YOUR UK PENSION
Irish residents with British pensions could be looking at "a 10pc to 20pc drop in their [UK] pension" as a result of the recent falls in sterling, according to Jerry Moriarty, CEO of the Irish Association of Pension Funds.
Sterling has dived since the referendum - largely as a result of the uncertainty around Brexit - and so the British pensions held by many Irish residents are now worth less when converted into euro than they were before the vote. "So, if you are retiring soon, you may have been expecting €10,000 a year from your UK pension, and that pension may now only be worth about €8,000 a year," said Moriarty.
It is thought that around 120,000 Irish residents have a British state pension, and that tens of thousands of them also have a UK private pension.
Those who have already retired - or who are near retirement - are most vulnerable to the falls in sterling.
"How vulnerable your UK pension is to Brexit will really depend on how near you are to retirement," said Moriarty. "The value of your UK pension could all change by the time you retire, depending on how sterling fares."
Fresh falls in the value of sterling as Brexit nears - and after the UK leaves the EU (if it does) - could further erode the value of British pensions held by Irish people, leaving them with less to live on in retirement.
However, should sterling recover, or indeed get stronger after Brexit, the value of those British pensions should in time also recover.
So those who have some time to go yet before they retire and draw down their UK pension may not be too badly hit - depending on how sterling performs when they retire.
How to protect your UK pension
One way to limit any further hits which a weakening pound might have on a UK company pension is to transfer the pension over to Ireland. However, this is not something which should be rushed into and, indeed, it may be wiser to leave your pension where it is.
"If you transfer a UK private pension back now, you are locking that pension in at the current value - which has taken a knock due to the falls in sterling," said Moriarty.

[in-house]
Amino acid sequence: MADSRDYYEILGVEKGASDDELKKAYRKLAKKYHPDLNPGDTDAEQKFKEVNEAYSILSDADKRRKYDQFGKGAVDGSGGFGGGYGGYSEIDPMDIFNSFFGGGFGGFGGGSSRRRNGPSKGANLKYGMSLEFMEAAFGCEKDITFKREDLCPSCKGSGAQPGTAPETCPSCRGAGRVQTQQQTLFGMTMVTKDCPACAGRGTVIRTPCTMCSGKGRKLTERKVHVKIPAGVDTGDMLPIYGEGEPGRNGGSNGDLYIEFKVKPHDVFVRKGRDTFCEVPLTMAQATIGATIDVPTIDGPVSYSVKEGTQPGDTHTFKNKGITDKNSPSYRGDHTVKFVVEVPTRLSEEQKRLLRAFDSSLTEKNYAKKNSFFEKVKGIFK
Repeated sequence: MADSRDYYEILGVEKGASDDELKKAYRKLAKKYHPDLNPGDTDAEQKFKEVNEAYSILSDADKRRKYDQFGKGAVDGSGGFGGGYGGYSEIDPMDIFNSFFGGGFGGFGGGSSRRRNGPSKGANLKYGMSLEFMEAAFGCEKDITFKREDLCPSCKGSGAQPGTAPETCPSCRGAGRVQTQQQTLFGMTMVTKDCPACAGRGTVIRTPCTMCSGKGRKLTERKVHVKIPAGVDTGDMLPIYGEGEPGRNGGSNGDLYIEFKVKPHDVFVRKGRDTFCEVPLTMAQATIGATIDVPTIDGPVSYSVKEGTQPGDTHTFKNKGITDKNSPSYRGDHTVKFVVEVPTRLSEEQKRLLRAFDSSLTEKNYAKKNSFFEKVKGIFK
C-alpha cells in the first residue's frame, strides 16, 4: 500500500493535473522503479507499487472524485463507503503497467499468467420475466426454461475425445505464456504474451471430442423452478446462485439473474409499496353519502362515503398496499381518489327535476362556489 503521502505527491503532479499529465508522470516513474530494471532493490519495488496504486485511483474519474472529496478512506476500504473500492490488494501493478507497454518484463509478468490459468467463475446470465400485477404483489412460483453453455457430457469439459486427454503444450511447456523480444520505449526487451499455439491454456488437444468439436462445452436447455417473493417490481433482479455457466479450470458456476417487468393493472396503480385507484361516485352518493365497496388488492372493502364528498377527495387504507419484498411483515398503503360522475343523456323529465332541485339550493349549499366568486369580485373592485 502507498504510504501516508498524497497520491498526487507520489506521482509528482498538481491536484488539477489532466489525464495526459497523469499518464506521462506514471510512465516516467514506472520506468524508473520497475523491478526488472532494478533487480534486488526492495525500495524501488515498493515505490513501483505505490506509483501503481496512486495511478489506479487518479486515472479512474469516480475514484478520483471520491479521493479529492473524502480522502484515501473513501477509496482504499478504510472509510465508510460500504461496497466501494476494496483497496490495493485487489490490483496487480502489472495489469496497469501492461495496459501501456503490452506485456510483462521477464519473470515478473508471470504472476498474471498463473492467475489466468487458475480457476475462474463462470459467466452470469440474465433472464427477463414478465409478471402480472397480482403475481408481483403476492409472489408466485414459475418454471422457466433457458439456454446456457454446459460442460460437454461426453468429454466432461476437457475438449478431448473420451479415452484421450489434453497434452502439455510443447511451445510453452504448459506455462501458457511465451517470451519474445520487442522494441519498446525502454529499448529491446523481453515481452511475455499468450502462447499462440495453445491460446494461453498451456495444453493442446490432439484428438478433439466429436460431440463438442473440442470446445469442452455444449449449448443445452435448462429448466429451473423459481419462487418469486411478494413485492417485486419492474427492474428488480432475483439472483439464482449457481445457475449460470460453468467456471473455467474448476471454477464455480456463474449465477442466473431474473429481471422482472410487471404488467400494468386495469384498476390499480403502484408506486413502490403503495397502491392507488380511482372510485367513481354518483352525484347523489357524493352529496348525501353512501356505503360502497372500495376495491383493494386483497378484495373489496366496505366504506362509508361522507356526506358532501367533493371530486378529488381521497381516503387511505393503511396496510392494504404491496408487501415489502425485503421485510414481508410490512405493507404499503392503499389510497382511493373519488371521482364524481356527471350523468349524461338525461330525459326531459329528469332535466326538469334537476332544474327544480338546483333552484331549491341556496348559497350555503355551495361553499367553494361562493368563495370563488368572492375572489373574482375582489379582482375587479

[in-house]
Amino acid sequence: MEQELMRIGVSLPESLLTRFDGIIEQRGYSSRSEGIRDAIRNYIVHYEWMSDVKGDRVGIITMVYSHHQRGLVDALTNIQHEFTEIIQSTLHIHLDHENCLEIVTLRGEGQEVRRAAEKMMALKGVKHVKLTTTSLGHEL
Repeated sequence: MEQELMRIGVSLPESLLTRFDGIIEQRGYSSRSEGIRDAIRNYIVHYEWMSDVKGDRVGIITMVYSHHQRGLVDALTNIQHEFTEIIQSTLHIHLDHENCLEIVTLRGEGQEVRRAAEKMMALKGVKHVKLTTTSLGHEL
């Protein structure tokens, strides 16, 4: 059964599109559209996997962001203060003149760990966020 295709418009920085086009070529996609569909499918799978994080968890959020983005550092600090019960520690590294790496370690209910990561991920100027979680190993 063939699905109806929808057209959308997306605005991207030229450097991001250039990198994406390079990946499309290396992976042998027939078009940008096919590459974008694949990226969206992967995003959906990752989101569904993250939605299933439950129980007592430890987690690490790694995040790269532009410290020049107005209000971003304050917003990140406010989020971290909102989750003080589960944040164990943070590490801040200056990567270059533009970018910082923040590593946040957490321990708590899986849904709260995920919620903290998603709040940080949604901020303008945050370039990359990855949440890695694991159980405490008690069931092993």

There are a lot of other factors to bear in mind if tempted to transfer a pension from the UK to Ireland, particularly if it is a defined benefit (DB - where you are typically promised a pension based on a percentage of your final salary) scheme. "One of the advantages of a UK DB pension is that you have a guaranteed pension," said Moriarty.
"However, if you transfer that DB pension to Ireland, you're losing the guarantee and you're losing value too [if sterling is weak at the time of the transfer].
"The UK financial regulator has expressed concerns about the level of transfers out of British DB schemes and whether people really understand what they're giving up when they give up a DB pension in return for a capital sum."
The costs and tax implications of such pension transfers also need to be borne in mind.
Get independent financial advice if you have a British company pension which you will rely on heavily in retirement. "Look at your UK pension in the context of your overall retirement plan," said Moriarty.
"If your UK pension is just a small part of your overall pension pot, you might be able to live with it [the hit to your pension].
"But if you worked most of your life in the UK and most of your retirement pot is linked to a UK pension, talk to an independent adviser."
Your adviser may be able to suggest ways to protect your pension against any further falls in sterling, for example. "If you think sterling will take a big hit again, and that hit will be lasting, you may want to consider whether it's worth your while transferring your pension now," said Moriarty.
Finally, should you have a British pension, ask your provider how you will get paid your pension after Brexit - and if you need to make any arrangements to ensure payment.
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